After months of extensive community input from women, gender-diverse residents, and front-line organizations that serve diverse communities, the outcomes of the 2022 Hot Pink Paper Campaign have been a tremendous success. With the election over, we want to share and celebrate some of the campaign’s successes and provide a brief glimpse into how we will organize around our eight campaign commitments for the next four years.
Hot Pink Paper Campaign Highlights
Policy Asks & Candidate Survey
From January to May, we spoke with our community. Based on their priorities and the issues that came up most in this engagement process, we developed eight policy asks for Mayor and Council candidates to commit to if elected in October. These policy asks are as follows:
An Equity Lens on Councillor Motions
IWG2S+ People’s Healing Lodge
Reducing Barriers for Affordable Housing
Protecting Tenants from Heat Waves
Alternative Models to Community Safety
Washrooms for All
Fully Fund Climate Emergency Responses
Affordable and Accessible Transit
For more information about each policy ask, please see here.
These policy asks were then formatted into a survey and distributed to all candidates from major parties, asking them which of these asks they will commit to taking action on if elected. We displayed their responses in our Hot Pink Paper Report Card, which was launched on September 13, 2022. Following the launch, we gathered at City Hall on September 21, 2022, to discuss the eight policy asks, celebrate the community engagement that led us here, and display the responses from each party.
We were impressed to see the impact our campaign had on candidate platforms. At least five major parties highlighted our policies in their campaigns, using language taken directly from our asks. Commitments to our policy asks were included in party platforms a total of 11 times including strong support in favor of developing an equity checklist and amending the standards of maintenance bylaw to include a maximum temperature.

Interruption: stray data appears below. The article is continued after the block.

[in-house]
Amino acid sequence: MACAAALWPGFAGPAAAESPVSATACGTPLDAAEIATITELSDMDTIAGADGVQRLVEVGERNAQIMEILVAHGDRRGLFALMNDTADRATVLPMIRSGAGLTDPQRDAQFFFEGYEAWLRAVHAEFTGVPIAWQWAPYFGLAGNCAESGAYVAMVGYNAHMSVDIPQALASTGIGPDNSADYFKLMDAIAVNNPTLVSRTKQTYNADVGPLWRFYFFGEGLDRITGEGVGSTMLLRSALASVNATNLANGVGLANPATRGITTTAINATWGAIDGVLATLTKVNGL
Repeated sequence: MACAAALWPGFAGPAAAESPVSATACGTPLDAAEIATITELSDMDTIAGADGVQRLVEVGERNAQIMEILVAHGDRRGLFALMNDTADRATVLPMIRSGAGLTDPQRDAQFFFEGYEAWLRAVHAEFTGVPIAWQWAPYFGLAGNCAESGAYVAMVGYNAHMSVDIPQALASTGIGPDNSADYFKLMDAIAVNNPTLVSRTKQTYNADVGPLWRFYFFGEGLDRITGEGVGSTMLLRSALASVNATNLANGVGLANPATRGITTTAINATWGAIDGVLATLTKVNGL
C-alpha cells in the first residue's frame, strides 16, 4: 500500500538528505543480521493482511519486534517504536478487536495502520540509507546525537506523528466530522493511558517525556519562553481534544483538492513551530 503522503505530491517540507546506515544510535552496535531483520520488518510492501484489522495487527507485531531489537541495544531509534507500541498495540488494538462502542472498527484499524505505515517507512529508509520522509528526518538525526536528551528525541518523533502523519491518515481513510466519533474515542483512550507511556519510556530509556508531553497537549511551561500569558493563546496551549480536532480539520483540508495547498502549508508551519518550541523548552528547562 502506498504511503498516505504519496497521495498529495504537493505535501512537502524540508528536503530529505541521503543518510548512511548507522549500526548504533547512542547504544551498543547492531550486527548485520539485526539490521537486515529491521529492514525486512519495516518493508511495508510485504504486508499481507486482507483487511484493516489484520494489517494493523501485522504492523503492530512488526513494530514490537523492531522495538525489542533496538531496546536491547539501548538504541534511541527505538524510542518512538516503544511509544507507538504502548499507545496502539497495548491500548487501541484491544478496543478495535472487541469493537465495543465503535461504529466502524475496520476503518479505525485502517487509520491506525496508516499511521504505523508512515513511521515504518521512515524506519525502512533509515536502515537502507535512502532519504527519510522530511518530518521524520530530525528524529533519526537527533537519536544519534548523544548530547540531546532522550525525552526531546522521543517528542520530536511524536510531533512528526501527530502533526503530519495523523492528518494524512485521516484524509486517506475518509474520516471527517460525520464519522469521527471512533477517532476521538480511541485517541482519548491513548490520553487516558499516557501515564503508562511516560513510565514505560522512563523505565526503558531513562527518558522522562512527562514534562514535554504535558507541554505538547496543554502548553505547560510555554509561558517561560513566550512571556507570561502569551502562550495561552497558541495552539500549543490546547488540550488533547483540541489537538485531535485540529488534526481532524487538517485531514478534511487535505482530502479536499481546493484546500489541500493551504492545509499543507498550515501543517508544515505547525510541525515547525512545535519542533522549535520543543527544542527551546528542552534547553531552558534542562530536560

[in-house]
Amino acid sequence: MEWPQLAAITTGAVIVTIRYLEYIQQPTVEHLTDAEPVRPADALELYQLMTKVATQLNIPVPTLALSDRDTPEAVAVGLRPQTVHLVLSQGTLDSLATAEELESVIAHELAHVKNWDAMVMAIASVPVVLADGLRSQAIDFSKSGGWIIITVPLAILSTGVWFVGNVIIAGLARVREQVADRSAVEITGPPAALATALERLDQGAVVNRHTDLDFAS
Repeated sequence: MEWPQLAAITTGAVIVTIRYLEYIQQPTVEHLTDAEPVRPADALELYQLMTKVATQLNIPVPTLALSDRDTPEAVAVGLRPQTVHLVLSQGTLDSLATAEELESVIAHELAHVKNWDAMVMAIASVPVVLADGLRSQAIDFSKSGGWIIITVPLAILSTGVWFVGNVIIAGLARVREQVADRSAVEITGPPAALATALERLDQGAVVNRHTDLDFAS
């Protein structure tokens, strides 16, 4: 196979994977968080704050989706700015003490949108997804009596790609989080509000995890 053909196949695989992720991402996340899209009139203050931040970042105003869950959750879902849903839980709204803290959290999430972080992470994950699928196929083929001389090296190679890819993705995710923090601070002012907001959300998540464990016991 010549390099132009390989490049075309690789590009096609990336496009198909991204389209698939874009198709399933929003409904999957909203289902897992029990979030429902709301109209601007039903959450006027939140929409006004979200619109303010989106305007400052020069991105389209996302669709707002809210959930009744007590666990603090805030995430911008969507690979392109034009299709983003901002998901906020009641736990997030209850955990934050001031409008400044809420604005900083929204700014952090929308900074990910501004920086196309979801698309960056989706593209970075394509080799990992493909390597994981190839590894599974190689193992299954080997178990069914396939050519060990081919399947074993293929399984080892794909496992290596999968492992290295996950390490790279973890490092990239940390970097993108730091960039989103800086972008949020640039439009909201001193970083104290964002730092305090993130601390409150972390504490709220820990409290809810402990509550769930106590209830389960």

Centering Equity: Vancouver Candidates Forum
On September 26, 2022, Women Transforming Cities hosted a candidate equity panel with the support of YWCA City Shift, SFU Public Square, and SFU’s Department of Gender, Sexuality, and Women’s Studies. 17 Council candidates from the 10 largest municipal political parties attended to answer questions about the issues that matter most to equity-deserving communities in Vancouver. Over 500 people tuned in to learn more about where candidates stood on issues relating to equity, both in-person and online. These questions were based on what we heard from community members during our HPPC engagement process. The topics discussed included: affordable housing, community safety, disability justice, climate action, and the Truth and Reconciliation Commission's Calls to Action.
Next Steps: Post-Election
Although the election is over, we will continue working to ensure that the voices and experiences of those made most marginalized are heard and considered in municipal decision-making processes.
We look forward to working with the incumbents, new council members, and the new mayor to ensure that their commitments to equity become a reality. We intend to meet with them to review their equity-based commitments and determine an actionable plan for how the commitments can be achieved. This includes looking into the city’s operational budget and the specific areas where funding will be allocated.
As an added layer of accountability, the Watch Council Group at Women Transforming Cities will be meeting on the Wednesday before council meetings to track progress on councillor’s commitments. Watch Council is a group of WTC volunteers who follow the agendas, discussions, and decisions of Vancouver City Council to ensure an intersectional feminist lens is being applied, and the city is considering the impact of their decision-making on all members of the Vancouver community - especially equity-deserving genders.
If you have any questions or are interested in joining Watch Council, please contact us.
We look forward to the future of the Hot Pink Paper Campaign over the next four years and hope to continue building a city that is more livable for all.
This blog was written by WTC volunteer, Alexa Traboulay.